“Long before Atlanta was the ATL, the Motown of the Dirty South, before Big Boi was even a little boy, Curtis Mayfield saw the city as a potential music capital.”
"His most affecting songs carried the optimism and conviction of the Rev. Martin Luther King Jr.'s most celebrated sermons. His music was a major influence on many of today's most influential rap and hip-hop stars, from Lauryn Hill to Public Enemy."
— Los Angeles Times Pop Music Critic Robert Hilburn (Retired)
(Atlanta, GA, MAY 14, 2020)---In September, the world celebrates the 50th anniversary of the solo career of music genius, singer-songwriter Curtis Mayfield (WEBSITE:, who, shortly after leaving Chicago and his lead singing role with The Impressions planted roots in his adopted hometown of Roswell, Georgia, outside of Atlanta. 
His legacy endures on many cultural fronts, says Altheida Mayfield, widow and primary longtime keeper of the Mayfield flame.
Starting May 14, 2PM EDT, Cheaa Mayfield, Curtis’ son and a senior manager of the Curtis Estate and its projects on his legacy’s behalf, will launch a weekly DJ show via FACEBOOK LIVE featuring personal commentary and music from the Curtis catalog. (Check for details).
“During this unusual cultural moment, it’s a great time to share my dad’s music with the world and let the fans in on some of the history and my dad’s songwriting process that made these songs possible,” says Mayfield, himself a musician.
“As a kid I got to watch my dad work up close and shared a lot of personal time, especially the last 10 years when he was living, and still writing music, as a quadriplegic.”
           Among Mayfield’s colleagues was the late Aretha Franklin, who called him, “Incredible.  The voice of a nation—and still is.”
This year has been especially singled out, alongside all the other years, to commemorate his solo career with planned deluxe releases of archived recordings.
Mayfield, a unique singer-songwriter-producer-arranger, made an innovative impact on the recording business that spilled over into black entrepreneurship and the civil rights movement.
He recorded a string of hits with The Impressions (Curtis & The Impressions were honored with an historical plaque in Chattanooga, where The Impressions were born, late last year) before leaving the influential soul-gospel group to embark upon a solo career that began 50 years ago and produced some of his greatest work.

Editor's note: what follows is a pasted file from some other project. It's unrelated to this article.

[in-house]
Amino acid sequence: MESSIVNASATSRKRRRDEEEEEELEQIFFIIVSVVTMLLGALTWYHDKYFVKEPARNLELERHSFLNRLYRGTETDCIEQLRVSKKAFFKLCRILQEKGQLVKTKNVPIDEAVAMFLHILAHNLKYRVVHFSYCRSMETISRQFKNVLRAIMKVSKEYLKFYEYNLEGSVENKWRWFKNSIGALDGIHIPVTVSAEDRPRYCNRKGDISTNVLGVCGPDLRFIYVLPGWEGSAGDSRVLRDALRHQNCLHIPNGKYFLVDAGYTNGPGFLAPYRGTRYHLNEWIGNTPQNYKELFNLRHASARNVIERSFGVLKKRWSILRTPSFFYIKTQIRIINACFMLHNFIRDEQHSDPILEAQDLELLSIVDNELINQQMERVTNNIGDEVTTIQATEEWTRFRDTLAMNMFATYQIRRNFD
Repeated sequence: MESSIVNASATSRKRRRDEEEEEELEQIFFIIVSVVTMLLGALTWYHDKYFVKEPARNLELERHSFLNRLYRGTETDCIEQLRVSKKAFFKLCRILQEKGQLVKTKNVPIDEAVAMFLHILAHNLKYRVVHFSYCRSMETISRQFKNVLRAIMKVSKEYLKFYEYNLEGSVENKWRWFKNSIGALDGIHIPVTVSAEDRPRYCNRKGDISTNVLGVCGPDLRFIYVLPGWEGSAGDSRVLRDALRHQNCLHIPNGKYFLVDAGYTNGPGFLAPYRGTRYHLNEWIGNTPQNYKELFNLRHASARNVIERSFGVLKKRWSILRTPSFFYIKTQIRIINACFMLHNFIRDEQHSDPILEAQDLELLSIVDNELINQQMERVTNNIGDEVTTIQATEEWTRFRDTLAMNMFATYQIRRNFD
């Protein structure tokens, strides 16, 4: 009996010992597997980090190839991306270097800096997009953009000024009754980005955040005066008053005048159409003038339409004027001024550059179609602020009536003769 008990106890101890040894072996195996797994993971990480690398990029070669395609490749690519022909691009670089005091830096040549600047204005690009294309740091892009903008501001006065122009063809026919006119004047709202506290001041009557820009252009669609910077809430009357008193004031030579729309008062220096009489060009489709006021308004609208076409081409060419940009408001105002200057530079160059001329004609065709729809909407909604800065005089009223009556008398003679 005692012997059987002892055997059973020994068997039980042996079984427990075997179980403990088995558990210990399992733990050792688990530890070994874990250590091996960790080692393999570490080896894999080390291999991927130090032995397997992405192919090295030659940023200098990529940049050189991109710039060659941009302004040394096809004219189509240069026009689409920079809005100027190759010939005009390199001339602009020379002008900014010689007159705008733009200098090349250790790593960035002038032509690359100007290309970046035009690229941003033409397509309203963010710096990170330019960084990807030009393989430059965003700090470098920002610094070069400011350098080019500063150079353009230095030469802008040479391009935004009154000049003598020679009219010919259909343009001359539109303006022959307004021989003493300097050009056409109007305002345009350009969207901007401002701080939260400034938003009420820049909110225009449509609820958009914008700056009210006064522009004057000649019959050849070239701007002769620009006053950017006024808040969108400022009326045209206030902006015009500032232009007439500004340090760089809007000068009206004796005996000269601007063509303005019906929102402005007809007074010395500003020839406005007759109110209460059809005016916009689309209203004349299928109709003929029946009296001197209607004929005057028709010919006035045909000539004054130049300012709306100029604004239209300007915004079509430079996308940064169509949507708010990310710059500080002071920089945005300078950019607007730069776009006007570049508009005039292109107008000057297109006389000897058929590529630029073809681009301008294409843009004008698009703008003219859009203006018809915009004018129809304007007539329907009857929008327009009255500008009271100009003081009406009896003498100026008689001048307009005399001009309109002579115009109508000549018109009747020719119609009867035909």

Known as the “Gentle Genius,” Mayfield has been inducted into the Rock and Roll Hall of Fame twice – first as a member of The Impressions and later as a solo artist.
 In 2019, Rhino spotlighted Mayfield’s early solo career in a (CD & Vinyl) collection that includes newly remastered versions of his first four studio albums: Curtis (1970), Roots (1971), Back to the World (1973) and Sweet Exorcist (1974). KEEP ON KEEPING ON: CURTIS MAYFIELD STUDIO ALBUMS 1970-1974.
            Currently being organized by the Mayfields are a number of projects, including a documentary covering his life and times, a book penned by Mrs. Mayfield and Herb Powell (co-author of Maurice White’s autobiography), a Scholarship program in Curtis’ name awarded to high school students and up-and-coming songwriters and a possible film.
            Also, hopefully, the U.S. Postal Service will react to a newly-launching request for a Mayfield stamp from the Mayfield family and fans and other Curtis loyalists.
Mayfield has hundreds of awards to his credit including the Grammy® Lifetime Achievement Award presented to him by Bruce Springsteen.
            Rolling Stone magazine named Mayfield’s “Superfly” movie soundtrack at No. 69 on the 100 greatest albums of all time. The album was a groundbreaker for the grit and realism of its lyrics which echoed black urban street life accurately. Lyrics that, critics have noted, provided signposts for, at the time, the emerging rap and hip hop generations.
 “Superfly” is one of the select few soundtracks to actually out gross the movie from which it came.   Mayfield began recording it in 1971 and wrote several other soundtracks.
           Mayfield’s civil rights anthems remain part of the culture. His most celebrated song from this period, "People Get Ready “became a crucial part of the civil rights movement, especially in Curtis’ hometown of Chicago,” said U.S. Ambassador and activist, Andrew Young.
National Public Radio named “People Get Ready” one of the 300 most important recordings of the century!